Developing empathy and open-mindedness is a journey. Start by listening without judgment, asking open-ended questions, reflecting on your reactions, and putting yourself in the shoes of others. Make the effort each day to understand perspectives different than your own. Your ability to connect with people unlike yourself will grow, and you’ll find your own opinions softening into wisdom.
Self-Reflection and Personal Growth
To grow as a person and become less opinionated, engage in regular self-reflection.
Reflect on Your Opinions
Examine the opinions you hold and why you hold them. Ask yourself:
- Are these opinions based on facts or personal biases?
- Do I understand other perspectives?
- Am I open to new evidence that contradicts these views?
Journal about the roots of your opinions and assumptions. This self-awareness is the first step to developing an open and curious mindset.
Continually expose yourself to different ideas and ways of thinking. Read books or follow experts with opposing views. Discuss sensitive topics with people of diverse backgrounds. Travel and immerse yourself in other cultures.
Take a step back and consider other angles before forming judgments. The more you understand those who differ from you, the less attached you’ll feel to your own opinions.
Practice Active Listening
Listen to, and understand rather than just reply. Ask open-ended questions and reflect on the other person’s views on them to make sure you comprehend what they’re saying. Make eye contact, give the other person your full attention, and avoid distractions.
When you listen actively, you gain insights into why people hold the opinions they do. You may not change your views, but you’ll become more empathetic and less judgmental. Developing this skill takes conscious effort but is worth the investment.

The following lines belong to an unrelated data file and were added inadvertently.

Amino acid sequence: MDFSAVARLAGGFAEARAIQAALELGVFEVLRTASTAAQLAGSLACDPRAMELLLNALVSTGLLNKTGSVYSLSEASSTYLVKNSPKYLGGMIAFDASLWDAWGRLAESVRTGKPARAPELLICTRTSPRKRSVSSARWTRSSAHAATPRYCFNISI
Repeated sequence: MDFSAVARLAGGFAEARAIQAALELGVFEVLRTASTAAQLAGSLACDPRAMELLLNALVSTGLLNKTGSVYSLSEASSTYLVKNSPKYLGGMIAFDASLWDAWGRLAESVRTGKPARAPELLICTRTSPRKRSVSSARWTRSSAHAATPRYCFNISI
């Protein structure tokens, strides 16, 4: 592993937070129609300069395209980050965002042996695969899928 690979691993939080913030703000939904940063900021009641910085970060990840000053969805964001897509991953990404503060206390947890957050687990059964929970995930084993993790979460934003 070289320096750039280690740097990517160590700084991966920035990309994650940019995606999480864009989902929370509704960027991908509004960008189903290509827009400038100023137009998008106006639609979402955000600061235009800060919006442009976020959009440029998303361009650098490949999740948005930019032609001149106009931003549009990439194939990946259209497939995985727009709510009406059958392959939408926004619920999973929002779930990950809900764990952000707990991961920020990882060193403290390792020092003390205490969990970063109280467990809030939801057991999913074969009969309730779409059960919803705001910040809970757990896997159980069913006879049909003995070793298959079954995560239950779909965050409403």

With regular self-examination and an openness to grow, you can overcome excessive opinionating and close-mindedness. Make progress gradually through small acts of courage and compassion each day. Keep learning and improving – you’ll become a wiser, more understanding person as a result.
So you’ve started on the journey to open your mind. It’s not easy, but with practice your opinions will soften and your perspectives broaden. See each new experience as an opportunity to learn. Question what you think you know. When a judgment arises, gently set it aside. Your opinions are not you – they are fleeting thoughts.
Underneath the surface, your true self remains open and curious.
Stay humble in the face of life’s mysteries. There are more ways of seeing the world than you can imagine. The less you cling to views, the more wondrous each moment becomes.
Keep going – stay devoted to truth, not opinions. Let your mind expand into possibilities. A whole new world awaits when you free yourself from the limits of how you think things are. You’ve only just begun to discover how open and clear your mind can be.
- Why incompetent people think they’re amazing – David Dunning- TED:ED
- 7 Ways Leaders Express Their Opinion Without Being ‘Opinionated’ by Avery Blank from Forbes
- Is Being Too Opinionated a Bad Thing? by Morning Coach